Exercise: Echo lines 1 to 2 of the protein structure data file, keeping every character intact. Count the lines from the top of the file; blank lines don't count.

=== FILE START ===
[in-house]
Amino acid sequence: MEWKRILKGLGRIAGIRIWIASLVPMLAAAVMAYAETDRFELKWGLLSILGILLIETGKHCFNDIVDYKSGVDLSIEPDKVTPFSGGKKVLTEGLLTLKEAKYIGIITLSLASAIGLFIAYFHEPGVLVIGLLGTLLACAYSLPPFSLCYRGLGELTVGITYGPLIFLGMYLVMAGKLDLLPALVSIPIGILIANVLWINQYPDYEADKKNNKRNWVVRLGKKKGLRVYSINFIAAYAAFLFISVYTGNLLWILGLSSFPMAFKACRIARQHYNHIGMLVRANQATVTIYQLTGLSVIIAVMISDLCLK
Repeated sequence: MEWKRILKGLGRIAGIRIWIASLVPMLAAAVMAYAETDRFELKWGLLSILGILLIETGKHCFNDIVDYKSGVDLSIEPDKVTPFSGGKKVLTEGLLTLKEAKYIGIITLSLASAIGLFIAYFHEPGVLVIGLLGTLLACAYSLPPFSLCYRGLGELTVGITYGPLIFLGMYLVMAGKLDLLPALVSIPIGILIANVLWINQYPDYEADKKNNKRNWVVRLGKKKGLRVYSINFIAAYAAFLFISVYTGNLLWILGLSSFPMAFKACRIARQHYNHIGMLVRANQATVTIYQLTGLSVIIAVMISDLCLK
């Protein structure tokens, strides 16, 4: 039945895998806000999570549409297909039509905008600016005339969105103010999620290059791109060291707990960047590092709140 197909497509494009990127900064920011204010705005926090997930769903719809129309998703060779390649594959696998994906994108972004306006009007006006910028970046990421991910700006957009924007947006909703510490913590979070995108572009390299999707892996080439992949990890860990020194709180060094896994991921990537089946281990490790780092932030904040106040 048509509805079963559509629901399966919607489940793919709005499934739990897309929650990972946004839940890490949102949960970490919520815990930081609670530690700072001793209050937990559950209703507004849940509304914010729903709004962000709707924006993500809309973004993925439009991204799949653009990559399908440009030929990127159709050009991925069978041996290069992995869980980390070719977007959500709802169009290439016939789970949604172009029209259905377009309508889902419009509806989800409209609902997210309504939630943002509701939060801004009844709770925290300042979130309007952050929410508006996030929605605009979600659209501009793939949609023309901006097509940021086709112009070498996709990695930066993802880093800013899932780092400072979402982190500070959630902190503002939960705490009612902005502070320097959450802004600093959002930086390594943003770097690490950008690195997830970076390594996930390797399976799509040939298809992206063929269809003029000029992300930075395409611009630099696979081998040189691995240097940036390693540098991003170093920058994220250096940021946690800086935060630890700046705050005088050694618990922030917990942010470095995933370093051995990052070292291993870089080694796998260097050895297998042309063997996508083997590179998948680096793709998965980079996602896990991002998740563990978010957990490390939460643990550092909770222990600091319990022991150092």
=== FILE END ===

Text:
[in-house]
Amino acid sequence: MEWKRILKGLGRIAGIRIWIASLVPMLAAAVMAYAETDRFELKWGLLSILGILLIETGKHCFNDIVDYKSGVDLSIEPDKVTPFSGGKKVLTEGLLTLKEAKYIGIITLSLASAIGLFIAYFHEPGVLVIGLLGTLLACAYSLPPFSLCYRGLGELTVGITYGPLIFLGMYLVMAGKLDLLPALVSIPIGILIANVLWINQYPDYEADKKNNKRNWVVRLGKKKGLRVYSINFIAAYAAFLFISVYTGNLLWILGLSSFPMAFKACRIARQHYNHIGMLVRANQATVTIYQLTGLSVIIAVMISDLCLK